The recently emerged story of a Muslim flight attendant who is suing the airline she worked for because they placed her on leave for refusing to serve alcohol is stirring up an interesting conversation in terms of religious liberties and workplace rights.

Charee Stanley is a flight attendant for ExpressJet airlines and has been working as an attendant for the past three years. One year into her tenure at ExpressJet Stanley converted to Islam, nothing new for a religion that has thousands of converts each year. Stanley didn't think that her new religion would get in the way of any of her work duties, until she found out this year that Islam prohibits both the consumption and the serving of alcohol.

For a while things seemed to go smoothly. Stanley says that the airline told her that she could work out an arrangement with other flight attendants to serve the alcohol that her passengers were ordering. But then one attendant got tired of doing more than her fair share of the duties and called foul. Stanley, called discrimination and filed a lawsuit against ExpressJet.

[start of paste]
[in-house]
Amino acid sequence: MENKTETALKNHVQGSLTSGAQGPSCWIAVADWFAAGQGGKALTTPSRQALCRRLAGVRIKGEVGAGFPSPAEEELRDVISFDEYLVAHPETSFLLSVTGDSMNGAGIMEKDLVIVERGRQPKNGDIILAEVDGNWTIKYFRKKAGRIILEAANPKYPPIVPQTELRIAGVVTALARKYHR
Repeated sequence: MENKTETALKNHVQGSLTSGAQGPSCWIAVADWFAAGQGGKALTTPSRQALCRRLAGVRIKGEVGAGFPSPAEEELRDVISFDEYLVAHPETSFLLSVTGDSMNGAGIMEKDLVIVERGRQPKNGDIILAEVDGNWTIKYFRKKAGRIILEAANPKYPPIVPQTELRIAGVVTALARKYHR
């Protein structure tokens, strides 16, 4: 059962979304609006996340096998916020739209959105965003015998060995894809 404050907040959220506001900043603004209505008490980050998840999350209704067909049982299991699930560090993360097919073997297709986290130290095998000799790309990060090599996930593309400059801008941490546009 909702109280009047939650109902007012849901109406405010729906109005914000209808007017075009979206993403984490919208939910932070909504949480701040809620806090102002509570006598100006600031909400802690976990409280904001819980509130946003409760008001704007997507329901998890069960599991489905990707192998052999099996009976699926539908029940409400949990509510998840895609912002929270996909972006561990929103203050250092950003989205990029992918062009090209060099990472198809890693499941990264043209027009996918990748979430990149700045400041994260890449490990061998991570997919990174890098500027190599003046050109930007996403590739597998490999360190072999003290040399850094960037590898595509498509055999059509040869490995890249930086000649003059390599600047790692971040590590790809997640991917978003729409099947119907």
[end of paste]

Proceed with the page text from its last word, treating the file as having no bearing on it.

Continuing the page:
Stanley's lawyer says that the airline is required to give consideration to her religious beliefs as long as they don't cause any undue burden on the airline. Unfortunately for her, that's where her argument holds no water.

Obviously letting a Muslim flight attendant get the same pay as other attendants but do less work isn't fair. It means that her co-attendants have to pick up her extra duties that she is claiming she won't perform due to her religion.

Like it or not, this situation exactly mirrors the one faced by the Kentucky county clerk Kim Davis who said that her religious rights didn't allow her to give out marriage licenses. Davis wasn't doing a portion of her job and was jailed. Likewise, Stanley, the Muslim convert, can't expect to claim that she should remain employed while she refuses to perform a large part of her job duties.

h/t: CNN



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